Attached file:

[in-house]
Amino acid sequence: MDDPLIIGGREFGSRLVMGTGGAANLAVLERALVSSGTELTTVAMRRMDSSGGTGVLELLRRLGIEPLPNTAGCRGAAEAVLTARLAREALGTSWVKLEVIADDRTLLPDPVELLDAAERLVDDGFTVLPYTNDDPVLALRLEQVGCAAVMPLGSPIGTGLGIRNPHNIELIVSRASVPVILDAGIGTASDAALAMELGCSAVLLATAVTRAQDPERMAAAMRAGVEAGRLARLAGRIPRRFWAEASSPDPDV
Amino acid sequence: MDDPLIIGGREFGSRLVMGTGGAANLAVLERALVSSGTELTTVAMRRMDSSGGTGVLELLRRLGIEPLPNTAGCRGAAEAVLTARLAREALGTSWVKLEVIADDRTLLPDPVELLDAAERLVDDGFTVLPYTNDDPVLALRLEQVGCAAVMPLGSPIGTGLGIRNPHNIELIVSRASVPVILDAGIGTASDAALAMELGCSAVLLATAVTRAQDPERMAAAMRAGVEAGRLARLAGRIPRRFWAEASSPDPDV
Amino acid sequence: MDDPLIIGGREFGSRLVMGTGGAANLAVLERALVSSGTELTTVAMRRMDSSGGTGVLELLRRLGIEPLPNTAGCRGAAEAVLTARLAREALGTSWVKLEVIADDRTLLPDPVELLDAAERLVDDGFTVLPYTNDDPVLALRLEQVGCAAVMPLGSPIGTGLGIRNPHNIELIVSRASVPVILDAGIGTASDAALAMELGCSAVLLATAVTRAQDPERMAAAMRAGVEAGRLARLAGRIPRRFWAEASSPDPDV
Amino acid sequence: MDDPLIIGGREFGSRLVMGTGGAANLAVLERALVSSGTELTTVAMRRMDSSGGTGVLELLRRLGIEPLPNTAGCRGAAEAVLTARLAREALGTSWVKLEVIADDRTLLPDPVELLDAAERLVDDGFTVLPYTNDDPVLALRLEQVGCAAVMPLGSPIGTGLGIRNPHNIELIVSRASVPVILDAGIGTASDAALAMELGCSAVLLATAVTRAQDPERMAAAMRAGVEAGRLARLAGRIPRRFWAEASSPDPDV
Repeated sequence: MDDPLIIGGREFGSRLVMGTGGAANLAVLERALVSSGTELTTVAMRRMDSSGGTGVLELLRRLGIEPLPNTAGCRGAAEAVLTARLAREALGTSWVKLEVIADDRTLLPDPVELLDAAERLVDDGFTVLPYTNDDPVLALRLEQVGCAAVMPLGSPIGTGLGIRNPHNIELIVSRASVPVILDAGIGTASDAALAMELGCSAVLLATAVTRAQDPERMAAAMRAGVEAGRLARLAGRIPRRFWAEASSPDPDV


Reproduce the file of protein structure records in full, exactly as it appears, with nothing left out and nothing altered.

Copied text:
[in-house]
Amino acid sequence: MDDPLIIGGREFGSRLVMGTGGAANLAVLERALVSSGTELTTVAMRRMDSSGGTGVLELLRRLGIEPLPNTAGCRGAAEAVLTARLAREALGTSWVKLEVIADDRTLLPDPVELLDAAERLVDDGFTVLPYTNDDPVLALRLEQVGCAAVMPLGSPIGTGLGIRNPHNIELIVSRASVPVILDAGIGTASDAALAMELGCSAVLLATAVTRAQDPERMAAAMRAGVEAGRLARLAGRIPRRFWAEASSPDPDV
Amino acid sequence: MDDPLIIGGREFGSRLVMGTGGAANLAVLERALVSSGTELTTVAMRRMDSSGGTGVLELLRRLGIEPLPNTAGCRGAAEAVLTARLAREALGTSWVKLEVIADDRTLLPDPVELLDAAERLVDDGFTVLPYTNDDPVLALRLEQVGCAAVMPLGSPIGTGLGIRNPHNIELIVSRASVPVILDAGIGTASDAALAMELGCSAVLLATAVTRAQDPERMAAAMRAGVEAGRLARLAGRIPRRFWAEASSPDPDV
Amino acid sequence: MDDPLIIGGREFGSRLVMGTGGAANLAVLERALVSSGTELTTVAMRRMDSSGGTGVLELLRRLGIEPLPNTAGCRGAAEAVLTARLAREALGTSWVKLEVIADDRTLLPDPVELLDAAERLVDDGFTVLPYTNDDPVLALRLEQVGCAAVMPLGSPIGTGLGIRNPHNIELIVSRASVPVILDAGIGTASDAALAMELGCSAVLLATAVTRAQDPERMAAAMRAGVEAGRLARLAGRIPRRFWAEASSPDPDV
Amino acid sequence: MDDPLIIGGREFGSRLVMGTGGAANLAVLERALVSSGTELTTVAMRRMDSSGGTGVLELLRRLGIEPLPNTAGCRGAAEAVLTARLAREALGTSWVKLEVIADDRTLLPDPVELLDAAERLVDDGFTVLPYTNDDPVLALRLEQVGCAAVMPLGSPIGTGLGIRNPHNIELIVSRASVPVILDAGIGTASDAALAMELGCSAVLLATAVTRAQDPERMAAAMRAGVEAGRLARLAGRIPRRFWAEASSPDPDV
Repeated sequence: MDDPLIIGGREFGSRLVMGTGGAANLAVLERALVSSGTELTTVAMRRMDSSGGTGVLELLRRLGIEPLPNTAGCRGAAEAVLTARLAREALGTSWVKLEVIADDRTLLPDPVELLDAAERLVDDGFTVLPYTNDDPVLALRLEQVGCAAVMPLGSPIGTGLGIRNPHNIELIVSRASVPVILDAGIGTASDAALAMELGCSAVLLATAVTRAQDPERMAAAMRAGVEAGRLARLAGRIPRRFWAEASSPDPDV